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Gastroenterology. 2009 Feb;136(2):542-50.e6. doi: 10.1053/j.gastro.2008.10.086. Epub 2008 Nov 7.

Clonality, founder mutations, and field cancerization in human ulcerative colitis-associated neoplasia.

Author information

1
Histopathology Unit, Cancer Research UK, London, United Kingdom. simon.leedham@cancer.org.uk

Abstract

BACKGROUND & AIMS:

The clonality of colitis-associated neoplasia has not been fully determined. One previous report showed polyclonal origins with subsequent monoclonal outgrowth. We aimed to assess the clonality and mutation burden of individual crypts in colitis-associated neoplasias to try to identify gatekeeping founder mutations, and explore the clonality of synchronous lesions to look for field effects.

METHODS:

Individual crypts (range, 8-21 crypts) were microdissected from across 17 lesions from 10 patients. Individual crypt adenomatous polyposis coli (APC), p53, K-RAS, and 17p loss of heterozygosity mutation burden was established using polymerase chain reaction and sequencing analysis. Serial sections underwent immunostaining for p53, beta-catenin, and image cytometry to detect aneuploidy.

RESULTS:

In most lesions an oncogenic mutation could be identified in all crypts across the lesion showing monoclonality. This founder mutation was a p53 lesion in the majority of neoplasms but 4 tumors had an initiating K-RAS mutation. Some nondysplastic crypts surrounding areas of dysplasia were found to contain clonal p53 mutations and in one case 3 clonal tumors arose from a patch of nondysplastic crypts containing a K-RAS mutation.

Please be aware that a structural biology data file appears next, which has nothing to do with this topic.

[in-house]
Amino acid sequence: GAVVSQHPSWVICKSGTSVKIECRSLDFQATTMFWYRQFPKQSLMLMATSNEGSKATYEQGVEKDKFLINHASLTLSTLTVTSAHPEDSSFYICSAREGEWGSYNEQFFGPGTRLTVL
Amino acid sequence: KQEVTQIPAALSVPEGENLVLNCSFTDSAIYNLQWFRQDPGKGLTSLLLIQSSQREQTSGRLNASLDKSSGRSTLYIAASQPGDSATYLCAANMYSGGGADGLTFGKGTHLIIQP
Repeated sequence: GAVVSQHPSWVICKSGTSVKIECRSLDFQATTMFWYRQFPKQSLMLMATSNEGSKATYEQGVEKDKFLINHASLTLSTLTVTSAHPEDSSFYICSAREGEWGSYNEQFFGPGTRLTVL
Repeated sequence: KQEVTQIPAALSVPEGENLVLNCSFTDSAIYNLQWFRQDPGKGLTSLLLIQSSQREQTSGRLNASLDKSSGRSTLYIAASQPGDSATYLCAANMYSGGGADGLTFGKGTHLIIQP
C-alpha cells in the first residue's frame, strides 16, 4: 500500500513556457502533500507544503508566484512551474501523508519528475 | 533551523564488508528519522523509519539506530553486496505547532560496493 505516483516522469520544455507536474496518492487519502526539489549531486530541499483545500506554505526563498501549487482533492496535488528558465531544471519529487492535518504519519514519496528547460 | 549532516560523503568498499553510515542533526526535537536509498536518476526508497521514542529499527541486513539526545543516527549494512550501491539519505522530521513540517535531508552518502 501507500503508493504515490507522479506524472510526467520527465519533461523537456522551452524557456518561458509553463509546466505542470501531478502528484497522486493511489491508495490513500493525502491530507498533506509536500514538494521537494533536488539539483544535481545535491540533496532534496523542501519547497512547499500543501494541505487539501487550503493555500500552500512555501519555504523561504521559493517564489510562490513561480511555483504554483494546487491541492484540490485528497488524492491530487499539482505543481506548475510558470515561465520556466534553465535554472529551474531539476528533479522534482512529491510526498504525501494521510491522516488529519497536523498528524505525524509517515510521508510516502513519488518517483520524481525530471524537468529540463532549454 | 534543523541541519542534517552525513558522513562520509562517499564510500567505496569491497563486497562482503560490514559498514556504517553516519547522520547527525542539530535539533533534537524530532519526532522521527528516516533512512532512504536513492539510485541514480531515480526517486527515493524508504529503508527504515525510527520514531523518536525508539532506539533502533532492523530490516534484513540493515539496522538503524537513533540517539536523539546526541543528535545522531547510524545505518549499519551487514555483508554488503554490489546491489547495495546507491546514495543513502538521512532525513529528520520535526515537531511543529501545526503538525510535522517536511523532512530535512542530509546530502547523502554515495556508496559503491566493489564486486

CONCLUSIONS:

This study used mutation burden analysis of individual crypts across colitis-associated neoplasms to show lesion monoclonality. This study confirmed p53 mutation as initiating mutation in the majority of lesions, but also identified K-RAS activation as an alternative gatekeeping mutation. Local and segmental field cancerization was found by showing pro-oncogenic mutations in nondysplastic crypts surrounding neoplasms, although field changes are unlikely to involve the entire colon because widely separated tumors were genetically distinct.

PMID:
19103203
DOI:
10.1053/j.gastro.2008.10.086
[Indexed for MEDLINE]
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